In yet another aspect of the present invention, the portable machine-readable personal memory store comprises either a contact-type or contactless-type smart card configured to interface with the interface unit of either the check-out type terminal or the customer assistance terminal. In either the contact-type or contactless-type configuration, the smart card includes at least a non-volatile integrated circuit memory element defining the non-volatile data storage areas into which customer information is written. The smart card further includes an integrated circuit processor for managing data information transfer between the memory element and a terminal interface unit. In a contactless-type configuration, the smart card includes an RF transceiver circuit and the terminal interface unit is constructed to enter into wireless bi-directional communication with the transceiver circuit so as to read and write information from and to the memory element.
These and other features, aspects and advantages of the present invention will be more fully understood when considered with respect to the following detailed description, appended claims and accompanying drawings wherein:
FIG. 1 is a semi-schematic block diagram of a personal digital shopping assistant including a customer identification IC card in accordance with the present invention;
FIG. 2 is an exemplary semi-schematic block diagram of the information storage layout of the customer identification IC card of FIG. 1;
FIG. 3 is a conceptual layout diagram detailing the organization of a shopping history in accordance with practice of the present invention;
FIG. 4 is a semi-schematic block diagram of exemplary interface circuitry for reading, storing and updating shopping history and incentive information in accordance with the present invention;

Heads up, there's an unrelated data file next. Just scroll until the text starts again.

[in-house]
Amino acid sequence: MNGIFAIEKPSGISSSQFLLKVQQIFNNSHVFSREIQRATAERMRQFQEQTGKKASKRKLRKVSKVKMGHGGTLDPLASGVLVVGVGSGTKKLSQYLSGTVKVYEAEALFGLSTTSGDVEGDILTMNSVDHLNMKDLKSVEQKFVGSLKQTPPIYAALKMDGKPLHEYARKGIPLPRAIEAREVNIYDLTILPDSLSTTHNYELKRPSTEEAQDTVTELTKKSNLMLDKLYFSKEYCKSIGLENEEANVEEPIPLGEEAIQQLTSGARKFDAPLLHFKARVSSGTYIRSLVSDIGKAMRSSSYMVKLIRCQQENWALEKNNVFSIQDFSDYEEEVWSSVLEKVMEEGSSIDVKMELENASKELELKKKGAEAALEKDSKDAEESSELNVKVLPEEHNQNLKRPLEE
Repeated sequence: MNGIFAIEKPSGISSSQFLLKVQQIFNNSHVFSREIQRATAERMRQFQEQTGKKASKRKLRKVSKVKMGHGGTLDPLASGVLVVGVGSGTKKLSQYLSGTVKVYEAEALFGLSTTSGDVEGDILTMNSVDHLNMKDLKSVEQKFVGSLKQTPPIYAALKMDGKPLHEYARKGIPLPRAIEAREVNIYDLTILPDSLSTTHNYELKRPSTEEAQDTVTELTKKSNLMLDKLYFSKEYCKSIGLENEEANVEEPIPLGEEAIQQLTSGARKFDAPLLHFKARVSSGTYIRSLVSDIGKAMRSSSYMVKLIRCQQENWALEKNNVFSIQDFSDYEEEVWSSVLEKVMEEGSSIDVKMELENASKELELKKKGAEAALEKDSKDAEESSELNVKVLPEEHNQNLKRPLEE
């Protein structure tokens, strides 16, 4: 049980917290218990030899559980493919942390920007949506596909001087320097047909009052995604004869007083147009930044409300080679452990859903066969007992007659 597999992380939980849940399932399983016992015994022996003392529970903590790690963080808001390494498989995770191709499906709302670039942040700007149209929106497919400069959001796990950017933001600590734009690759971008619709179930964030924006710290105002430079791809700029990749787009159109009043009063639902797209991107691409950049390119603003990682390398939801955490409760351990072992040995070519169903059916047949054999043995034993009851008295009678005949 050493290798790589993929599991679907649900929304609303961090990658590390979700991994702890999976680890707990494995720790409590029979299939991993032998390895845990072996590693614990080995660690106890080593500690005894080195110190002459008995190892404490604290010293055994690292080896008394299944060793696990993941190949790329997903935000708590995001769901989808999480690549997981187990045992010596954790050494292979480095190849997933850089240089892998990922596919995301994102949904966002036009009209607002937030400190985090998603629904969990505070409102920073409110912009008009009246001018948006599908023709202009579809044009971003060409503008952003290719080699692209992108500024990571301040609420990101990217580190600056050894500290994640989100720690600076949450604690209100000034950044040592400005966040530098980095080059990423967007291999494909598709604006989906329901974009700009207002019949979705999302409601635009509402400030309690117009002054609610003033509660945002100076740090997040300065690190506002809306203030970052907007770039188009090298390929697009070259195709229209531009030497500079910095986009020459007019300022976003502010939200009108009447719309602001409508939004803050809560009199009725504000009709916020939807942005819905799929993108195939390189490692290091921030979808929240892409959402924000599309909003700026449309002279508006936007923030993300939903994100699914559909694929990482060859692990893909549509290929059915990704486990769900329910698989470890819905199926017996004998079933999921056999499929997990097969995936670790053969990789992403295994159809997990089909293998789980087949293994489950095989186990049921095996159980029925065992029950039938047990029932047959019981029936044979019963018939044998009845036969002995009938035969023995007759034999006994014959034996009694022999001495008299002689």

FIG. 5 is a schematic flow chart depicting operation of the interface circuitry of FIG. 4.
In general terms, the present invention provides a particular system and method by which a particular customer of a retail store, such as a department store, supermarket, chain store, or the like, is able to use in order to store and maintain current shopping transaction history information as well as pertinent data relating to the customer's identification and demographic profile. Demographic profile information such as a customer's family status, age, gender, and various personal merchandise preferences such as merchandise color, clothing style, a customer's hair, eye and skin color, preferred trade or brand names, and the like, are all particularly useful to a retail facility in determining what types of promotional items might be presented to this particular customer on the basis of their demographic profile. In addition, various items of merchandise being considered for purchase might be compared to previously purchased items and to a customer's physical characteristics in order to provide a basis for deciding whether or not the considered item would appropriately match the, for example, color and style characteristics of a previously purchased Item.
In addition, system and method according to the invention allows a transaction history to be stored and maintained in real-time, thus making a customer's most recent transaction data available to a retail store for the purpose of computing loyalty or incentive points based on a running total of a particular customer's purchases, allocation of in-store promotional coupons, and the like. The system and method according to the invention provides a customer with a convenient, transportable means for conveying accurate shopping transaction data from point-to-point in a multi-department retail store or between stores in a chain store. Access to real-time customer transaction information allows a retail facility to use a customer's latest transaction information for promotional purposes and/or providing prompt, effective personalized recommendation services to a customer considering a transaction.